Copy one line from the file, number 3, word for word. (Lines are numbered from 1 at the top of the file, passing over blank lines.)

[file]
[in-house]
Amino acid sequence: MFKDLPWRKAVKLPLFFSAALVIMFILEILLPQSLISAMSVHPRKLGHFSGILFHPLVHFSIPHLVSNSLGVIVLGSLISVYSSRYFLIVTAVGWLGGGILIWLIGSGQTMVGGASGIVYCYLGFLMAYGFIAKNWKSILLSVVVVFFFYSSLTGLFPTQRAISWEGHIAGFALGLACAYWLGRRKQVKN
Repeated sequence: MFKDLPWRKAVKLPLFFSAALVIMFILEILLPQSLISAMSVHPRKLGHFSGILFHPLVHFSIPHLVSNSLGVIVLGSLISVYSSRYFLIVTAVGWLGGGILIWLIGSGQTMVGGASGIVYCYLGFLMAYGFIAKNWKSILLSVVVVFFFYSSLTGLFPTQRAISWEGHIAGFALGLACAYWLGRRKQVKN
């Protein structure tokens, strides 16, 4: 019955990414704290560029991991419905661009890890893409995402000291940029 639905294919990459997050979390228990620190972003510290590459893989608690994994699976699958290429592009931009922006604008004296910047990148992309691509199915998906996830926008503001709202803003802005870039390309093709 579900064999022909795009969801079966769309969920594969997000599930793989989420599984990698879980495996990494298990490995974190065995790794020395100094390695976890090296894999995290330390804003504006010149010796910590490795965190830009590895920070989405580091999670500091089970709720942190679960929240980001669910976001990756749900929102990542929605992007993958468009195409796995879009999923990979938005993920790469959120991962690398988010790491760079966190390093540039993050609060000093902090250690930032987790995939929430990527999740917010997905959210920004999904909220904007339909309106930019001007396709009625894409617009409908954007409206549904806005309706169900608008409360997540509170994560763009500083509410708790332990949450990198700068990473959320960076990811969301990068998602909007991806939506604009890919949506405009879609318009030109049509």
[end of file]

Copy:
Repeated sequence: MFKDLPWRKAVKLPLFFSAALVIMFILEILLPQSLISAMSVHPRKLGHFSGILFHPLVHFSIPHLVSNSLGVIVLGSLISVYSSRYFLIVTAVGWLGGGILIWLIGSGQTMVGGASGIVYCYLGFLMAYGFIAKNWKSILLSVVVVFFFYSSLTGLFPTQRAISWEGHIAGFALGLACAYWLGRRKQVKN